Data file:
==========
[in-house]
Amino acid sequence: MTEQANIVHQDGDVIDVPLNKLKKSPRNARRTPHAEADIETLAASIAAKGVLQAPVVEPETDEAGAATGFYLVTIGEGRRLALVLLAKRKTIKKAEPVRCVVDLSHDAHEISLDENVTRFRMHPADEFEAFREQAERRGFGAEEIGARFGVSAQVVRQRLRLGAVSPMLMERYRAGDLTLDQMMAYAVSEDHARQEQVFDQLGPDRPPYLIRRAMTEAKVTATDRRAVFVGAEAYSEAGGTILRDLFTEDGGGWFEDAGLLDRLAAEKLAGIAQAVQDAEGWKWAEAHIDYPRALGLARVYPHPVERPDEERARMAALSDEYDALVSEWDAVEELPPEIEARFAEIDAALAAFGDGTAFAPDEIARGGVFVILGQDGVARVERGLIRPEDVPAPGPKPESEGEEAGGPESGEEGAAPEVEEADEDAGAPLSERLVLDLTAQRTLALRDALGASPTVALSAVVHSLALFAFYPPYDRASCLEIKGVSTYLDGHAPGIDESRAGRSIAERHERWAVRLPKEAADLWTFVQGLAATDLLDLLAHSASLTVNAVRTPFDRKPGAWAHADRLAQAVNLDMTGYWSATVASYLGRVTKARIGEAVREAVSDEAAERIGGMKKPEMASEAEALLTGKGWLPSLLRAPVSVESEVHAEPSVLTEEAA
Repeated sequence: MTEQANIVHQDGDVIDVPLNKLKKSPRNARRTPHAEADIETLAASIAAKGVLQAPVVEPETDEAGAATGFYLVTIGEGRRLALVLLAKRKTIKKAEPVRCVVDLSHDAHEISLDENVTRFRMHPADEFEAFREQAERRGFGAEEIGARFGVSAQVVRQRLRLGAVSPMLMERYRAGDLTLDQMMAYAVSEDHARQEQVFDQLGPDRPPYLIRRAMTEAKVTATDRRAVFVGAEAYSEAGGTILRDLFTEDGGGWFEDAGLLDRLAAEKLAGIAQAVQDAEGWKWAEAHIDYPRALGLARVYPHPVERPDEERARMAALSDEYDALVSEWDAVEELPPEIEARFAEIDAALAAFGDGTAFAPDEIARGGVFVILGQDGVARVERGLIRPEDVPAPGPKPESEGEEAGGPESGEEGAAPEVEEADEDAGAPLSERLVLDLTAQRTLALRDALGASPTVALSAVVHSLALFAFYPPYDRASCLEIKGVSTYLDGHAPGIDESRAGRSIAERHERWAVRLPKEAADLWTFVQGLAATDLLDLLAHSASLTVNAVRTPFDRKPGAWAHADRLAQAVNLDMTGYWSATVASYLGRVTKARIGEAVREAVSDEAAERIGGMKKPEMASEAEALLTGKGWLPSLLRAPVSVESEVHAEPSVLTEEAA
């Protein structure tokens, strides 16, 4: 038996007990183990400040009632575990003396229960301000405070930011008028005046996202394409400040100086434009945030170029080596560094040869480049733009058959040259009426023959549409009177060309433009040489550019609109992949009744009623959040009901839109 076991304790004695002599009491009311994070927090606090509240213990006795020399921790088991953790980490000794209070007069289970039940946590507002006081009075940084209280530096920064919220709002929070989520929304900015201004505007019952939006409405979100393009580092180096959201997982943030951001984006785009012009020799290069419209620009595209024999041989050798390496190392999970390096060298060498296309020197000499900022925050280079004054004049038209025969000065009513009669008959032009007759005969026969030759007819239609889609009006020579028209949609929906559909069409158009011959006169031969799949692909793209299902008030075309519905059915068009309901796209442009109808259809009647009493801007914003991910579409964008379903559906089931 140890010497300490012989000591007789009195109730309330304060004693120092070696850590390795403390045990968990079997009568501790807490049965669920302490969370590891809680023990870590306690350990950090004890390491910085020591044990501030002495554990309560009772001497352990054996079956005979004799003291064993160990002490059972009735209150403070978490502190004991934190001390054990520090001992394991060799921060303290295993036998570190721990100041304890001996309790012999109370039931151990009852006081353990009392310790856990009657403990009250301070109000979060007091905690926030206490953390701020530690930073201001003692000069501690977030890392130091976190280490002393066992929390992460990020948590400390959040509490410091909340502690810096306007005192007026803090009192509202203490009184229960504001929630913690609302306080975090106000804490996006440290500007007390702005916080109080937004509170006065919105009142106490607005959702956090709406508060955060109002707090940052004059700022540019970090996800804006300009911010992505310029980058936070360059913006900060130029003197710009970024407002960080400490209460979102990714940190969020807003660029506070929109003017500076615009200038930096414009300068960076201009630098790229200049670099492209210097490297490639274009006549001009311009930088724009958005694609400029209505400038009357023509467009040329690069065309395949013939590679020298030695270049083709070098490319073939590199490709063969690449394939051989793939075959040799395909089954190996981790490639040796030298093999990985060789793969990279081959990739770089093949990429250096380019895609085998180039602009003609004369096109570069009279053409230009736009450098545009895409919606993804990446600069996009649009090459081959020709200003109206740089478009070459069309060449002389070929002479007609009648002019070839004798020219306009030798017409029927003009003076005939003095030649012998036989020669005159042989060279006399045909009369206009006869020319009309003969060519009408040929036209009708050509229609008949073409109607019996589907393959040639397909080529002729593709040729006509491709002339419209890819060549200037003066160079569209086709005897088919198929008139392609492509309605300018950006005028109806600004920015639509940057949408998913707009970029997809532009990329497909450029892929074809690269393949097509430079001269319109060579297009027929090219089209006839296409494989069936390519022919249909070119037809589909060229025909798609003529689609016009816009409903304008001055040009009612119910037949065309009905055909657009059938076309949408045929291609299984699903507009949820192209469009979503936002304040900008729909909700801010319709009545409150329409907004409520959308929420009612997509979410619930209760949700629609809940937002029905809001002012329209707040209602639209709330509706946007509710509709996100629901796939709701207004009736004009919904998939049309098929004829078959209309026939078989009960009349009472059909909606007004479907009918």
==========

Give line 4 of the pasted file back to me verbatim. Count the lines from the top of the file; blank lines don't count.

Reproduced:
């Protein structure tokens, strides 16, 4: 038996007990183990400040009632575990003396229960301000405070930011008028005046996202394409400040100086434009945030170029080596560094040869480049733009058959040259009426023959549409009177060309433009040489550019609109992949009744009623959040009901839109 076991304790004695002599009491009311994070927090606090509240213990006795020399921790088991953790980490000794209070007069289970039940946590507002006081009075940084209280530096920064919220709002929070989520929304900015201004505007019952939006409405979100393009580092180096959201997982943030951001984006785009012009020799290069419209620009595209024999041989050798390496190392999970390096060298060498296309020197000499900022925050280079004054004049038209025969000065009513009669008959032009007759005969026969030759007819239609889609009006020579028209949609929906559909069409158009011959006169031969799949692909793209299902008030075309519905059915068009309901796209442009109808259809009647009493801007914003991910579409964008379903559906089931 140890010497300490012989000591007789009195109730309330304060004693120092070696850590390795403390045990968990079997009568501790807490049965669920302490969370590891809680023990870590306690350990950090004890390491910085020591044990501030002495554990309560009772001497352990054996079956005979004799003291064993160990002490059972009735209150403070978490502190004991934190001390054990520090001992394991060799921060303290295993036998570190721990100041304890001996309790012999109370039931151990009852006081353990009392310790856990009657403990009250301070109000979060007091905690926030206490953390701020530690930073201001003692000069501690977030890392130091976190280490002393066992929390992460990020948590400390959040509490410091909340502690810096306007005192007026803090009192509202203490009184229960504001929630913690609302306080975090106000804490996006440290500007007390702005916080109080937004509170006065919105009142106490607005959702956090709406508060955060109002707090940052004059700022540019970090996800804006300009911010992505310029980058936070360059913006900060130029003197710009970024407002960080400490209460979102990714940190969020807003660029506070929109003017500076615009200038930096414009300068960076201009630098790229200049670099492209210097490297490639274009006549001009311009930088724009958005694609400029209505400038009357023509467009040329690069065309395949013939590679020298030695270049083709070098490319073939590199490709063969690449394939051989793939075959040799395909089954190996981790490639040796030298093999990985060789793969990279081959990739770089093949990429250096380019895609085998180039602009003609004369096109570069009279053409230009736009450098545009895409919606993804990446600069996009649009090459081959020709200003109206740089478009070459069309060449002389070929002479007609009648002019070839004798020219306009030798017409029927003009003076005939003095030649012998036989020669005159042989060279006399045909009369206009006869020319009309003969060519009408040929036209009708050509229609008949073409109607019996589907393959040639397909080529002729593709040729006509491709002339419209890819060549200037003066160079569209086709005897088919198929008139392609492509309605300018950006005028109806600004920015639509940057949408998913707009970029997809532009990329497909450029892929074809690269393949097509430079001269319109060579297009027929090219089209006839296409494989069936390519022919249909070119037809589909060229025909798609003529689609016009816009409903304008001055040009009612119910037949065309009905055909657009059938076309949408045929291609299984699903507009949820192209469009979503936002304040900008729909909700801010319709009545409150329409907004409520959308929420009612997509979410619930209760949700629609809940937002029905809001002012329209707040209602639209709330509706946007509710509709996100629901796939709701207004009736004009919904998939049309098929004829078959209309026939078989009960009349009472059909909606007004479907009918």